The online Clinical Rehabilitation and Mental Health program will offer multiple opportunities for our students and graduates in the fields of both rehabilitation counseling and mental health counseling. The scope of practice for graduates of this degree will be expansive, covering a wide spectrum of work with people who have disabilities, including those with mental health diagnoses. We believe it will have a synergistic effect on what have traditionally been seen as relatively separate. First the mental health field will be infused with practitioners who understand the issues of disability and addressing limitations in life, and advocates who work toward leveling the economic playing field for people. Rehabilitation agencies and people with disabilities will enjoy a new level of expertise in providing counseling to address mental health challenges.
Rehabilitation counselors are counselors first with a special focus to their
preparation. The need for this type of counseling originated almost 100 years
ago in response to the needs of veterans returning from World War I to navigate
a new world in their families and communities as a person with a disability. The
field has been built on evidence-based knowledge about counseling and providing
case management services to people overcoming barriers to full participation and
engagement in life presented by physical and intellectual disabilities, substance
use disorders, and mental health problems.
Rehabilitation counselors have learned to use expertise in three critical areas in a multitude of arenas:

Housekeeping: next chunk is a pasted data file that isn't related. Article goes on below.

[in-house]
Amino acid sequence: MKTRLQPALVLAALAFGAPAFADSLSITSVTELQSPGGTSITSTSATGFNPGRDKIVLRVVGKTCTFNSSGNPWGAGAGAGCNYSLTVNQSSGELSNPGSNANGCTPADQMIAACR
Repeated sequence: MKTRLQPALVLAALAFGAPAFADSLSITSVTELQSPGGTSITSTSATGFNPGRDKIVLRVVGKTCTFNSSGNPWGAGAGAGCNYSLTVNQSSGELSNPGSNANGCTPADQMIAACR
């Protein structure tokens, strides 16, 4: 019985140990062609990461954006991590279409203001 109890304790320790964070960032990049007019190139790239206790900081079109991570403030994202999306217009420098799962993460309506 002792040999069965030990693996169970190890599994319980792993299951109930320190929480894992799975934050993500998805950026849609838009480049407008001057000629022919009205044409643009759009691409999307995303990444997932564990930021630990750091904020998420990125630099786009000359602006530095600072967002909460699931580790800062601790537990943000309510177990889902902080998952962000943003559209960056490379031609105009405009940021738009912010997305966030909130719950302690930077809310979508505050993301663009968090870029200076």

- medical, psychosocial and functional aspects of disabilities; and
- vocational issues, career development and the world of work.
Using this expertise, rehabilitation counselors continue to serve veterans in vocational rehabilitation and employment programs in the Veterans Administration, people with disabilities in public vocational rehabilitation agencies, people recovering from traumatic incidents or disorders in rehabilitation hospitals, clients in substance abuse treatment and mental health programs, and employee assistance programs, to name a few.
Rehabilitation counselors interview people with disabilities and their families, evaluate school and medical reports, and confer and plan with physicians, psychologists, occupational therapists, and employers to determine the capabilities and skills of the individual. Conferring with the client, they develop a rehabilitation program that often includes training to help the person develop job skills. Rehabilitation counselors also work toward increasing the client’s capacity to live independently.
The future: Rehabilitation counselors determine, coordinate, and arrange for rehabilitation and transition services for children within school systems. In addition, rehabilitation counselors provide geriatric rehabilitation services to individuals with health problems, and workers injured on the job are increasingly receiving rehabilitation services through private rehabilitation counseling companies and employers’ disability management and employee assistance programs. They may also become life-care planners assisting individuals experiencing major long-term disabilities. - Council on Rehabilitation Education